Look at Life: To Do Lists

3rd May 2019

Creating Order Out of Chaos

By Lisa Botwright

“We like lists because we don’t want to die,” claimed 20th century writer and philosopher Umberto Eco, a trifle dramatically. He believed they were a way for humanity to ‘make infinity comprehensible’.

I agree. My to-do lists, which often seem infinite, are an excellent way to navigate the existential behemoth of life, and also to ensure that I remember to pick up my glasses from the opticians and that my youngest doesn’t get left in the car park after football practice because my husband and I are both in meetings and/or simply forget him.

For me, lists bring comfort and create order from chaos. They make me feel like I’m winning at life and that I’m in control, however illusory that is. I have long lists full of work stuff and short lists reminding me what to buy for dinner. I have lists in pretty notebooks covered in doodles and I have shouty lists pinned on the fridge, with ‘don’t forget’ emblazoned in red marker pen. (And yes, we still do forget: the science project, the blue t-shirt for sports day, the ridiculously expensive ingredients for the food technology lesson.)

I even subject my family to a ten minute meeting every Sunday in which we go through the calendar, and write out a new list – weekly planner-style – detailing where everyone has to be, and when, for the next seven days. ‘If it’s not on the list, you can’t have a lift there,’ I remind my teens bossily (and, more often than not, fruitlessly).

There are ‘good’ lists and ‘bad’ lists. The former, as Eco understood, help us break down the overwhelming into the achievable – while the latter only serve to intensify our stress. Take the life goals of 90% of UK adults: ‘get fit’, ‘earn more money’ or ‘find meaning’ – and the enormity of these ambitions is likely to be dispiritingly insurmountable. But writing ‘find a local yoga class that’s on at a time that suits’, ‘update my LinkedIn profile’ and ‘take elderly neighbour’s dog for a walk’ immediately turns them into manageable baby-steps.

Ironically, list-loving Forbes, the American business magazine that regularly curates the world’s wealthiest into envy-inducing tallies, suggests minimising your daily targets. One of their productivity articles champions the idea that less is more: ‘Your To Do list should have NO MORE THAN THREE THINGS on it for a given day’, suggests Vanessa Loder, adding ‘Some of the most highly successful people I know only allow ONE ITEM on their To Do list each day’. It’s all about ‘improving focus’, generating an attainable sense of accomplishment – and not having so much on your list that you consistently avoid doing the one key thing that would move you forward.

I’m not entirely convinced. That might be okay for a multinational CEO with hundreds of staff, but it seems unrealistic for the average person who will have had to tick off half a dozen things before they’ve even had their first sip of tea.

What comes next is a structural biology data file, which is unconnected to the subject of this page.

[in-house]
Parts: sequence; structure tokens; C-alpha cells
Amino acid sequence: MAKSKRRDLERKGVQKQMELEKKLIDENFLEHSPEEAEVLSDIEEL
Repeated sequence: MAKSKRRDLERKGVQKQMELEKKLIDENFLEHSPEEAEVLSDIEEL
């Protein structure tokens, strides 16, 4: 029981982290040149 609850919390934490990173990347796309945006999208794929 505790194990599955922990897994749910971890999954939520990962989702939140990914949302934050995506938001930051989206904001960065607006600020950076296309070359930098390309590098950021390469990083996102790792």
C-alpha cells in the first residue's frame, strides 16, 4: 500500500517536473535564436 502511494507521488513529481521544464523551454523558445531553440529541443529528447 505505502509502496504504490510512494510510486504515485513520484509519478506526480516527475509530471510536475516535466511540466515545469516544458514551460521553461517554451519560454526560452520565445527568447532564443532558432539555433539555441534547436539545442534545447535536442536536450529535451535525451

Most of us are so busy that we need to ‘schedule’ scheduling. Finding the time to write a to-do list can be difficult, and perhaps that’s why I enjoy them so much. I tend to produce them when I’m less busy and I see the act of doing so as reflective me-time. The weeks when a list would have been most valuable in organising what needs to be done next are the weeks when even the idea of a list has gone out of the window and I’m careering through the days, rushing to fit everything in. It’s hard to prioritise when everything’s important.

That’s one reason why list-making can be seen as a negative. In 15 Secrets Successful People Know About Time Management, author Kevin Kruse writes that to-do lists are ‘where important tasks go to die’, and that lists ‘don’t differentiate between the urgent and the important. “Our impulse is to fight the urgent and ignore the important,” he says; instead advocating that we should learn to say ‘no’ more effectively and ‘time-block’ important things. “Don’t let your calendar fill up randomly or accept every request that comes your way,” he urges. (I’m happy to try this last piece of advice on my non list-complying teenagers when they next ask for an unscheduled lift.)

But most psychological studies support my love of a good list. A pioneering 1920s study identified the ‘Zeigarnik Effect’, showing that when people were unable to complete a job, it generated ‘task-specific tension’. More recently, Professors Baumeister and Masicampo built on this idea to show that, while unfinished tasks will naturally distract us, just making a plan to get them done can free us from this anxiety. They concluded, ‘simply writing the tasks down will make you more effective’.

So, whether your lists are long or short, neatly typed up or scribbled down in a rush, they’ll still help you ‘make infinity comprehensible’ – or, at the very least, not forget to pick up your groceries on your way home from work.

Find Your Local